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In 2000 a US for-profit corporation, America Multi-Media Corporation, filed a claim on behalf of OIF, Zurich with the National Arbitration Forum against Osho Dhyan Mandir and Atul Anand in New Delhi. The complaint claimed that OIF owned trademarks for “Osho” in the US, and as a result, Osho Dhyan Mandir’s domain name “OSHOWORLD.COM” should be transferred to OIF, since OIF was the only entity that could have a domain name including “Osho” on the entire Internet.

The arbitrator refused OIF’s demand in a strong decision, where he said:

This record…is more than sufficient to establish that OSHO does not and cannot serve as a source indicator and/or distinguishing moniker for Complainant [OIF] and/or Complainant’s goods and services. Under these circumstances, there is serious doubt as to whether Complainant “has rights” in such a trademark or service mark because the purported mark does not and cannot serve a trademark purpose.

The overwhelming evidence indicates that it refers to Osho, his teachings and his spiritual movement.
(Decision, p. 4–5)

(Nine years later the US Trademark Trial and Appeal Board (TTAB) reached the same decision that “Osho” is not a source indicator for OIF, Zurich and that, instead, the term refers to the person Osho, his teachings, and his spiritual movement. On this basis all trademark registrations or applications including “Osho” were cancelled or denied.)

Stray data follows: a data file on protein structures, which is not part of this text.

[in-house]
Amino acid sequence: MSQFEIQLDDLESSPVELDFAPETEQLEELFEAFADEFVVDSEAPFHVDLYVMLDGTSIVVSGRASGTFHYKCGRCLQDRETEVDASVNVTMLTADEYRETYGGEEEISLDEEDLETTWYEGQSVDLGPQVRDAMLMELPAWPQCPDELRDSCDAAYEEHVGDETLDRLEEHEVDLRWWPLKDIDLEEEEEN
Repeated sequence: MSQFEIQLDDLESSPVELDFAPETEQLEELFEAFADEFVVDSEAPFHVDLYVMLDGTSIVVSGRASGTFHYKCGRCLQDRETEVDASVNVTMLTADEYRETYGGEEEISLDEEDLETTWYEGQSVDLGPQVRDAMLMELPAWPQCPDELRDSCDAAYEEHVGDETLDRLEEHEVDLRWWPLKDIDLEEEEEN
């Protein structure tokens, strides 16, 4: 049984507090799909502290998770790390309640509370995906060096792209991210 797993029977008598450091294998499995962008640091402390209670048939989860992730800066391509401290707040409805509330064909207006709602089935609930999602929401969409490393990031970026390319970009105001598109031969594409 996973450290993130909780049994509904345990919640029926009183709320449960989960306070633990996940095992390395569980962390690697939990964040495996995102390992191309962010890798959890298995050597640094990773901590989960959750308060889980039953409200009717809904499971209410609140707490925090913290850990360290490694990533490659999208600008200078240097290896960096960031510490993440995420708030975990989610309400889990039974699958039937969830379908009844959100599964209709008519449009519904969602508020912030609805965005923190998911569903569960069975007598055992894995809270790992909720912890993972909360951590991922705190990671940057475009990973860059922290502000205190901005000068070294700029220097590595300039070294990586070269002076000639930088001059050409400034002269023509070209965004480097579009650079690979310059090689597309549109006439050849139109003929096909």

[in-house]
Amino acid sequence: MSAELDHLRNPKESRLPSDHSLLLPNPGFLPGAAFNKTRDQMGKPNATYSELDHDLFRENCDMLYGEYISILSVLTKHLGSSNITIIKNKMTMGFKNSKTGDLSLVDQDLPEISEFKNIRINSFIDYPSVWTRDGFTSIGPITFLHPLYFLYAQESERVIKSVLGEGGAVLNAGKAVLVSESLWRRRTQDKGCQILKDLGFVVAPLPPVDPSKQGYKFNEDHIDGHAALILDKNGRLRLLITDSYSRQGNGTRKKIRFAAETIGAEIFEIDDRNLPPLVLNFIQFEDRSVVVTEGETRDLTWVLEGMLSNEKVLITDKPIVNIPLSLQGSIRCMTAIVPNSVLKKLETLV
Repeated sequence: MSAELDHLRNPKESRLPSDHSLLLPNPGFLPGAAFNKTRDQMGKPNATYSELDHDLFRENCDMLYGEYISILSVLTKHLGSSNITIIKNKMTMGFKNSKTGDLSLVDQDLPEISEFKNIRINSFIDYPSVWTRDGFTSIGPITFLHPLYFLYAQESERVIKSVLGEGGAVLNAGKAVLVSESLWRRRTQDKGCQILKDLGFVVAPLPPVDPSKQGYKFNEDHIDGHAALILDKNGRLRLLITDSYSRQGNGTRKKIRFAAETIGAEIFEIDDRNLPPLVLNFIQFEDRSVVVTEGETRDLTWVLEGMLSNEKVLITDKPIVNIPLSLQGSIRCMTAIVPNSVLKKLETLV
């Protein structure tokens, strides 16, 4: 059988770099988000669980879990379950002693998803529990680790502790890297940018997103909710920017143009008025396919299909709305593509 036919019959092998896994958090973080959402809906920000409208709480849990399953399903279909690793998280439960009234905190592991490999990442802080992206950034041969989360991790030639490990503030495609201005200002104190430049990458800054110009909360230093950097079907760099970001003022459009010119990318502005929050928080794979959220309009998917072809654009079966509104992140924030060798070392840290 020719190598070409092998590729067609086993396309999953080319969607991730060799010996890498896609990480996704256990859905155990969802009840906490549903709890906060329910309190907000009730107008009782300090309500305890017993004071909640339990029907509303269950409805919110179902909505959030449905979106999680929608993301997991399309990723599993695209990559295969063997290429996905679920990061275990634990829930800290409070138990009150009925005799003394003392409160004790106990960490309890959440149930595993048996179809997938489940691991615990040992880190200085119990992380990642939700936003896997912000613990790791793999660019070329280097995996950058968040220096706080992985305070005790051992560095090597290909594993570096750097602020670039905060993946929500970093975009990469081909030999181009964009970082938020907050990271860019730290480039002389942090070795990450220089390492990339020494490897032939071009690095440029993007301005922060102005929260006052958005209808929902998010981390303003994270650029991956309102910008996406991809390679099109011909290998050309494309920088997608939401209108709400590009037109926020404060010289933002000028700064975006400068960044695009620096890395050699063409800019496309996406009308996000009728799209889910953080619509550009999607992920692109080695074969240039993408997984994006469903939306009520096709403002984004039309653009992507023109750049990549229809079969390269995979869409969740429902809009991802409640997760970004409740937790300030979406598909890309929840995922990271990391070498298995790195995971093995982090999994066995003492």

The arbitrator went on to point out, as the TTAB did later, that trademarks cannot be used to attempt to monopolize a religious teaching:

To grant Complainant’s request for relief would be to permit virtual monopolization on the Internet by Complainant of any domain name which includes the name of a great spiritual teacher and leader. While making no judgment on the relative merits or validity of the world’s religious or spiritual movements or any leader thereof, this Arbitrator finds that permitting this would be as improper as doing the same with Christianity, Judaism, Islam, Zorastrianism, Hinduism, Buddhism, Taoism, Confucianism, Shintoism or any of the several hunder other of the world’s religions and/or spiritual movements. Neither the Lanham Act nor the ICANN Policy and Rules contemplate or intend such a result.
(Decision, p. 6)

 

 

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